Day trip to Fort Verde State Historic Park (Camp Verde). The US Army had troops there in 1870 and the Fort was built in 1871-1873. It was an active primary military base during the Central Arizona Indian Wars.
In 1891 it was abandoned and pieces of land was auctioned off. Out of 169 military forts only 18 had walls around them. Fort Verde didn’t have a wall and was never attached. This and other facts are on a poster called “Hollywood Myths” and we found them interesting. The museum is in the old administration building. I could feel the floor boards move and Kevin said they made quite a bit of creaking. There was a couple there that stood so close to me, at one point his back was touching my elbow. And it wasn’t crowded. I thought for sure they were trying to rob people. I signed in American Sign Language about it to Kevin and he kept a great watch on us. Very strange. Outside, we crossed the road and were able to walk through a few remaining buildings. They are the officer’s quarters, doctor’s house/office, and soldier’s quarters. There were 22 buildings originally at Fort Verde and they surround the parade grounds.
In the middle of the parade grounds is a tall mast looking pole with an American flag flying on top. We walked over there, read the information sign, and I saw that the compass rose was off. Well, turns out, it wasn’t off, I was! I usually always “feel” which direction is where but this place I was totally off. So much so that I didn’t believe the sign. HAHA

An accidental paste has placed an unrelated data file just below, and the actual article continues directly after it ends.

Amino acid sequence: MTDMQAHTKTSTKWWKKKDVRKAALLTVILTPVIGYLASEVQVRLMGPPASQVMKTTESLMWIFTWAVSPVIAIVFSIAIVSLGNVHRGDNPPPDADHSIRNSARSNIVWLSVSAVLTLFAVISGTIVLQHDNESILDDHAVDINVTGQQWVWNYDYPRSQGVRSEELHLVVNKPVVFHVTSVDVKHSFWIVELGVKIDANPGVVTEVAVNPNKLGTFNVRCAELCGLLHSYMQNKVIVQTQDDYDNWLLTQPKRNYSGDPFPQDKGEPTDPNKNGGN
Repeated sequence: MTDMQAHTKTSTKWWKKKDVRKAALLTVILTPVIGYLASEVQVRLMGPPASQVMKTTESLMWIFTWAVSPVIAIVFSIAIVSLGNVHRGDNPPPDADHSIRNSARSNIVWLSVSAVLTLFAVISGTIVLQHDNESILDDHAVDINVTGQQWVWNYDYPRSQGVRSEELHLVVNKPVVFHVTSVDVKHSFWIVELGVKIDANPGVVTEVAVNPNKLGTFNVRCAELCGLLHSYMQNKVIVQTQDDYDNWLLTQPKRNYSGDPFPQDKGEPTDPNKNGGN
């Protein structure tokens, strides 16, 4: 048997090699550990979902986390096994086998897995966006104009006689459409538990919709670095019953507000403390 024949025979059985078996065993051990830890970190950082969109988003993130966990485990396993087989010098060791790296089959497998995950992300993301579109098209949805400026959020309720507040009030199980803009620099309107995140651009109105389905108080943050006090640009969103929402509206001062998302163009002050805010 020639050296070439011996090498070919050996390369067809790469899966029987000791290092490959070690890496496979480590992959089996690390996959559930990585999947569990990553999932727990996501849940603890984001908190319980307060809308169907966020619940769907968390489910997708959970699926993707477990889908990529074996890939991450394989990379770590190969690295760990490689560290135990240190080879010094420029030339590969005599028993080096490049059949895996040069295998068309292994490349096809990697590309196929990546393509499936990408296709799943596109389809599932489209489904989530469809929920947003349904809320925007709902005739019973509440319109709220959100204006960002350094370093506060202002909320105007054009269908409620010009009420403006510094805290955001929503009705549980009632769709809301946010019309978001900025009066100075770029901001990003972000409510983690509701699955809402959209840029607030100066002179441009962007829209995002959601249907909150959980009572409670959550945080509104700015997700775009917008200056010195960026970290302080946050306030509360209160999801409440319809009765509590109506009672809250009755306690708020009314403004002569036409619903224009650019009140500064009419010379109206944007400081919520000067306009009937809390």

We got out our phones and looked at the compass…kid you not! One phone showed 172° South and the other one showed 276° West. We were laughing so hard we almost had to sit down! Finally Kevin did the “walk in circles” circus act to try to get them to recalibrate. Who knows if they finally were right, although they did finally show the same. 🙂 This was a good and informative place. Arizona, we feel, does a very good job with their state parks, at least the ones we have seen so far.
We drove around town and drove to Montezuma Castle National Monument, right outside Camp Verde. I had looked at it online and they warn that you can’t walk/see the cliff dwellings because of some dangerous bees! Yikes. We drove to the front of the visitor center just to see. We will come back when the bees are gone. Then started north on I-17 towards Flagstaff. As soon as we got on the freeway, we said, “Oh, we should drive through Sedona and Oak Creek Canyon. Let’s get off the next exit and turn around.” The exit wasn’t too far and we got off and turned around. As soon as we were on the entrance ramp to south I-17, I saw on the map that we could have taken the road we were just on over to Sedona. Too late. Then Kevin said we should go back to the exit of Camp Verde, where we had just been, turn around and go back to the road we were just on so we can drive on a new-to-us road. Then, haha, I saw that part of that road is closed due to fire. Okay, good to know. So we got off the Camp Verde exit where we had gotten off to got to the fort this morning. Oops, an exit too soon! Kevin thinks he can take this road and it should meet up with the next exit. Looking at the map I told him no, there isn’t a road that crosses the bridge. I was helped by the sign, “No Outlet.” Let’s try, he said. It was a nice little drive but of course, there was no road over the river. HAHA Turned around.
We got up early to go drive three hours to Window Rock, AZ. This is Navajo Nation Capital and we want to visit Navajo Nation Museum. We drove Indian 15 road through Leupp, on to Ganado. Here we saw a sign for Hubbell Trading Post National Historic Site. We decided to stop and I am so glad we did!